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struct {
    opaque IV[SecurityParameters.record_iv_length];
    block-ciphered struct {
        opaque content[TLSCompressed.length];
        opaque MAC[SecurityParameters.mac_length];
        uint8 padding[GenericBlockCipher.padding_length];
        uint8 padding_length;
    };
} GenericBlockCipher;

I quoted above from RFC5246. I am curious why do we use IV like that. Why not derive IV in the key expansion and use it again again?

If we use it like above, the IV will be public to anybody. Is it right that the recipient should use the IV to decode block-ciphered struct? So IV is not encoded and only block ciphered struct is encoded.

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    $\begingroup$ The IV can be post-facto known (and is sent in clear in your quote) but must be unique and unpredictable for each message for CBC. SSL3 and TLS1.0 did derive the initial IV from the handshake (see >2246<) and then use the last block of each message as the IV for the next message, which could be eavesdropped enabling attacks culminating in BEAST about which we have numerous other Qs you can read, not to mention coverage all over the web in wikipedia and press sites and blogs and corporate sites etc etc. $\endgroup$ – dave_thompson_085 Sep 5 '18 at 0:40
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I am curious why do we use IV like that. Why not derive IV in the key expansion and use it again again?

Repeating IVs is bad, both for CBC and GCM. And, no, keeping the repeated IV secret from the adversary doesn't help.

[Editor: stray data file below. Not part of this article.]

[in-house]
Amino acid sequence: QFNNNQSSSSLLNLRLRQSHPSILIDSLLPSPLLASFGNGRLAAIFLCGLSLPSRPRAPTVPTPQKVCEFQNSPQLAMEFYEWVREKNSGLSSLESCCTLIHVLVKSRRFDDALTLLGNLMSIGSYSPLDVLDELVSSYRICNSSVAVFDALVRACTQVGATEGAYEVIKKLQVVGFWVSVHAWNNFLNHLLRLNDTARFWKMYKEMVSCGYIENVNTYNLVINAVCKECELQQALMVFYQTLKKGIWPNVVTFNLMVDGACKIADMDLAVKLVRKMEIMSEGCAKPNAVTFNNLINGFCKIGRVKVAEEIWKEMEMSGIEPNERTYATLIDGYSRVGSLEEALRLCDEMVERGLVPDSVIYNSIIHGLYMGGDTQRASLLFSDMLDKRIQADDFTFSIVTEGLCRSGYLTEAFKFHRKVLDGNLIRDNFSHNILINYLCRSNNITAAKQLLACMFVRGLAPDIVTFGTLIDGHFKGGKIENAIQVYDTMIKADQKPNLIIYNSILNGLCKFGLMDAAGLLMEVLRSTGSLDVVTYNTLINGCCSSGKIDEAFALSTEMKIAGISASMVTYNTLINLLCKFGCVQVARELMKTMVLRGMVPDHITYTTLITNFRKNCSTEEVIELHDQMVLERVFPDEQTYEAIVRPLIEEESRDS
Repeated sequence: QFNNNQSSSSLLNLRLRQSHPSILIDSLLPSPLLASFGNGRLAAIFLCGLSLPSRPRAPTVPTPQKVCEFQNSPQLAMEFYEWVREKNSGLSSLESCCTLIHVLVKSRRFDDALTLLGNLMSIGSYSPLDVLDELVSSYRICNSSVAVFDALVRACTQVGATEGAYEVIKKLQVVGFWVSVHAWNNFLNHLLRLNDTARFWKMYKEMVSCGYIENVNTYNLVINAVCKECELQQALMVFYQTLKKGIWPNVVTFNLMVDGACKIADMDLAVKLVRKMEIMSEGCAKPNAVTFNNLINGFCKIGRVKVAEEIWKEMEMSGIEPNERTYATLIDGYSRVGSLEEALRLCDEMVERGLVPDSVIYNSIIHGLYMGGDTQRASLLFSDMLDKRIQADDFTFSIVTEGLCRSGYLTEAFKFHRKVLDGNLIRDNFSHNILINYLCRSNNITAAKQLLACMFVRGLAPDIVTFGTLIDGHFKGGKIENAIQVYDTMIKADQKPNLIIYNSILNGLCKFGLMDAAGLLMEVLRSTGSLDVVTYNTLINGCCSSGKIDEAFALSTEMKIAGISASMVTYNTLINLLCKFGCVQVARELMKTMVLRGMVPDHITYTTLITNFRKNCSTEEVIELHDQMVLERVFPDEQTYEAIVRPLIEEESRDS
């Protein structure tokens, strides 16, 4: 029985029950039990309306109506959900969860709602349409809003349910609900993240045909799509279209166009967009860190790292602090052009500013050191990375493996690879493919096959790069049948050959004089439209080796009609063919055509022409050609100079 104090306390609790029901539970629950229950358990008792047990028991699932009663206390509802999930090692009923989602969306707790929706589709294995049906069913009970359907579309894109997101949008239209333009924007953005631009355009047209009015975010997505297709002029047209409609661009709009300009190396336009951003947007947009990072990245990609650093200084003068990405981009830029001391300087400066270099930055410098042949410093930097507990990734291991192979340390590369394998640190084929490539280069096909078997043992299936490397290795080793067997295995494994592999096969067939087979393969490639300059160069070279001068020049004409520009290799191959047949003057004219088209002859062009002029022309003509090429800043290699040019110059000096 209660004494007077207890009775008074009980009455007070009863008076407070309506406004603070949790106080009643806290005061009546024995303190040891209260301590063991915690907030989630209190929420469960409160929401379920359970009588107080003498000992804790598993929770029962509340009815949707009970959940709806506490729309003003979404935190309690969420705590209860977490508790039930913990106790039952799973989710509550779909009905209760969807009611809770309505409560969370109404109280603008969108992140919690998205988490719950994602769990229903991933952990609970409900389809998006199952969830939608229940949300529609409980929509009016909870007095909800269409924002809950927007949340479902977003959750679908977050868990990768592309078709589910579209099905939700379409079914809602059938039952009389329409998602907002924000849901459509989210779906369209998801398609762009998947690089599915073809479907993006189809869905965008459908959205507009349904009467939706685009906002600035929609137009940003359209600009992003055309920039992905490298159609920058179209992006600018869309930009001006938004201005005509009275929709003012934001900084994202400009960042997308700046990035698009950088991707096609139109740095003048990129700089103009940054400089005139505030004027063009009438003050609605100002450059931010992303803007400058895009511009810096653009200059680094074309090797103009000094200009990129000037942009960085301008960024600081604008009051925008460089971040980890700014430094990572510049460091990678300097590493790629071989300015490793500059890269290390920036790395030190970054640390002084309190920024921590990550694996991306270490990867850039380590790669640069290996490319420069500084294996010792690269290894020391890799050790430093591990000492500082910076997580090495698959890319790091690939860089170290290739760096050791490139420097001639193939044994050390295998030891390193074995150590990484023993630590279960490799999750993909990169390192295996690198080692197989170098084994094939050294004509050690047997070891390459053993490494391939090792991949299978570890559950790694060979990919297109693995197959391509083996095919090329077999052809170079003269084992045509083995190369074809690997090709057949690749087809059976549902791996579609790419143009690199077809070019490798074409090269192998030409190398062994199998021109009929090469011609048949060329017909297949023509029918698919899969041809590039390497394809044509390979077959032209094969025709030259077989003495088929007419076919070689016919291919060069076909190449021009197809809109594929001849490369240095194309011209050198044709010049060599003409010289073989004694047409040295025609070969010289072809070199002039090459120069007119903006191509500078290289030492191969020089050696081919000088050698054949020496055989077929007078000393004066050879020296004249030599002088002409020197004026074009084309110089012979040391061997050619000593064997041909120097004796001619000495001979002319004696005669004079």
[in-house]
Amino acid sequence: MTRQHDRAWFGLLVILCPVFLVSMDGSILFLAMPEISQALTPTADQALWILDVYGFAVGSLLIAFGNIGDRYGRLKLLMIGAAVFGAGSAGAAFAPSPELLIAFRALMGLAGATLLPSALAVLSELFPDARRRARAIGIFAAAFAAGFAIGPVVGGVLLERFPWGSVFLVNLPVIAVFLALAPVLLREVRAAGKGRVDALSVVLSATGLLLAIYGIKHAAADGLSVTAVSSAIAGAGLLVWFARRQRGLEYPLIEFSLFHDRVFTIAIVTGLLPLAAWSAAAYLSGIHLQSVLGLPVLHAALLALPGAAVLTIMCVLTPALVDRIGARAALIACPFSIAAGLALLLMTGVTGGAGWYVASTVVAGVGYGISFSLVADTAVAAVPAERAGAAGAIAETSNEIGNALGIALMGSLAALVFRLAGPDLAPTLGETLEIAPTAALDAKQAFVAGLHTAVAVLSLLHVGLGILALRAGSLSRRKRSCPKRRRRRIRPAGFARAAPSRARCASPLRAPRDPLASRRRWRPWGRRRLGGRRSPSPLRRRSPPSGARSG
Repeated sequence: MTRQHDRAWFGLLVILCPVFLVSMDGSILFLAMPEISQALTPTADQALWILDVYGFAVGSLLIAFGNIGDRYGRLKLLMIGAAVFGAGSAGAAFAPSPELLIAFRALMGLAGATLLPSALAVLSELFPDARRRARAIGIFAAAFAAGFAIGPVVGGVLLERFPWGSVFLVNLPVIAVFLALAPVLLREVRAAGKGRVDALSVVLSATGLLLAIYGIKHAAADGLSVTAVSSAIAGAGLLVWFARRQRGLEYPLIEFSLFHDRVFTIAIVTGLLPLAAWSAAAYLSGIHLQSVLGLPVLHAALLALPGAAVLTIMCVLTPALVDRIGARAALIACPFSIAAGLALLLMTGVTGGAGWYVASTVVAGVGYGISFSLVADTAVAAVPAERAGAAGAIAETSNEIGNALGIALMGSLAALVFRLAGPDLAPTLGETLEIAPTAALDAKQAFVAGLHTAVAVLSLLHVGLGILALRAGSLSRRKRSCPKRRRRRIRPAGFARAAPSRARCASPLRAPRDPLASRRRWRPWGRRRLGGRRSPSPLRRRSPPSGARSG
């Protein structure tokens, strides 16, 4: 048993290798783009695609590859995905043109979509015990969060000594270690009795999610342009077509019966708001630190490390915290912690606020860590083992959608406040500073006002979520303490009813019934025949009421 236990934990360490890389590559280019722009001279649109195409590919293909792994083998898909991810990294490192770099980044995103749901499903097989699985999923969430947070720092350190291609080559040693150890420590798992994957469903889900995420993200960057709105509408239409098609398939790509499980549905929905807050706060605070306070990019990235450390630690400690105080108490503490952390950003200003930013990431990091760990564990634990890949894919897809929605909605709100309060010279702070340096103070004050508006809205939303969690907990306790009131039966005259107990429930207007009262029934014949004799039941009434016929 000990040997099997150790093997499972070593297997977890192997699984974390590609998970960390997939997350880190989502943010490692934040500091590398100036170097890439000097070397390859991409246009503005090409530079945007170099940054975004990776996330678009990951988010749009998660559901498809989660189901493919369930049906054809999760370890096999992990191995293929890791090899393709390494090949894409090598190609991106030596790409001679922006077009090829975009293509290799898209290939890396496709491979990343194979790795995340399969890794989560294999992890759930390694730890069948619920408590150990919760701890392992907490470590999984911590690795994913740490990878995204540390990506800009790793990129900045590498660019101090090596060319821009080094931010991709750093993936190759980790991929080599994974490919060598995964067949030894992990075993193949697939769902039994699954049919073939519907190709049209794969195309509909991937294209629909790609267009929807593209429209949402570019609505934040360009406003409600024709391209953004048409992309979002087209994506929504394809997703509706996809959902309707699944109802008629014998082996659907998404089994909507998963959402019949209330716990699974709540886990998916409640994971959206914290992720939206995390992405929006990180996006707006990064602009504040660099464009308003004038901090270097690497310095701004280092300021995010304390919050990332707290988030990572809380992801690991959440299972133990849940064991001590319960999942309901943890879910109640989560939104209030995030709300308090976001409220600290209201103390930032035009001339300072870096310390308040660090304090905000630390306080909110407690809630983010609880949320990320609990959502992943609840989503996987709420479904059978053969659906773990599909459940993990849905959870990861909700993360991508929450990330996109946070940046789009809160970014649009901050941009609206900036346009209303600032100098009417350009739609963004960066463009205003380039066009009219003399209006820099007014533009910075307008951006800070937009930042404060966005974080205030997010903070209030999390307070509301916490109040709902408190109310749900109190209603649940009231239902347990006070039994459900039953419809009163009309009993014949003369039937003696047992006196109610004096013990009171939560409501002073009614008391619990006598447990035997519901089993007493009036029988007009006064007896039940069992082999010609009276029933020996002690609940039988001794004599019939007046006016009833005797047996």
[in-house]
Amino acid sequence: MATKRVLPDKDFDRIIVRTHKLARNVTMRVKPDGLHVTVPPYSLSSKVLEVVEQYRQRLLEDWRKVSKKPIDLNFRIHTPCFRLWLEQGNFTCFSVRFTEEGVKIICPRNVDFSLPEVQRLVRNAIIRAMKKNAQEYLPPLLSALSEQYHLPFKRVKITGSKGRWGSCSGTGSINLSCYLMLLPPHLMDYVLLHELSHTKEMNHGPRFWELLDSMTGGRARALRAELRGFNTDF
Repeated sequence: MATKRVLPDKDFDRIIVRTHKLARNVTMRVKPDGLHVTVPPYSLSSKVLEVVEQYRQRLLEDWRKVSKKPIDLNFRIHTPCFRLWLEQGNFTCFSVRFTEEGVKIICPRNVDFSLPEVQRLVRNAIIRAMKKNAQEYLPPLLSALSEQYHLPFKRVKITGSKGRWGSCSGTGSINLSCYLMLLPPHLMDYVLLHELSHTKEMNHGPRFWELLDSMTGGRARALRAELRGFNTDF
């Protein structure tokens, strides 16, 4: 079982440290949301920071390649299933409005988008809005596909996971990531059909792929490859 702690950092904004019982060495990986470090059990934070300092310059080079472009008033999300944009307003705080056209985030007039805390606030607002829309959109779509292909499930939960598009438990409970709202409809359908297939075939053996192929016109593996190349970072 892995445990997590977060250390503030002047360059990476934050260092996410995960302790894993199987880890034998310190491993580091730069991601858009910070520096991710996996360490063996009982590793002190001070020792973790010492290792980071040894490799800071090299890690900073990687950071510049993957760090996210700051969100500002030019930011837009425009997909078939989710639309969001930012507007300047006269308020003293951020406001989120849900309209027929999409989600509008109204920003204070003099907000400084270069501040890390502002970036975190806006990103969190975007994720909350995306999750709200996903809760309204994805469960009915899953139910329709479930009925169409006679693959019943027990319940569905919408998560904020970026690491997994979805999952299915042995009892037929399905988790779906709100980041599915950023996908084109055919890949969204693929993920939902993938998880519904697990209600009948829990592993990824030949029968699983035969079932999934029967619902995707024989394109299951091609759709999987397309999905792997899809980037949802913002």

If we use it like above, the IV will be public to anybody.

Well, yes. IVs do not need to be secret; we don't mind if an adversary hears them.

Is it right that the recipient should use the IV to decode block-ciphered struct?

Yes. In CBC mode, the IV is directly used as the CBC-mode IV input (effectively, as the "previous ciphertext block" to decrypt the first ciphertext block). In GCM mode, it is combined with 4 bytes from the key expansion to generate a 12 byte nonce, which is used as the GCM-mode nonce input.

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  • $\begingroup$ Thanks. But, what do you mean by 'previous cipher block to decrypt the first block' $\endgroup$ – Zeta Sep 5 '18 at 2:56
  • $\begingroup$ @Zeta: that's how CBC mode decryption works; plaintext block $P_i$ is computed $P_i = D_k( C_i ) \oplus C_{i-1}$, where $C_i$ is the ciphertext block $i$ and $C_{i-1}$ is the previous ciphertext block, For the first ciphertext block, $IV$ is used to stand in for $C_{i-1}$ $\endgroup$ – poncho Sep 5 '18 at 3:18

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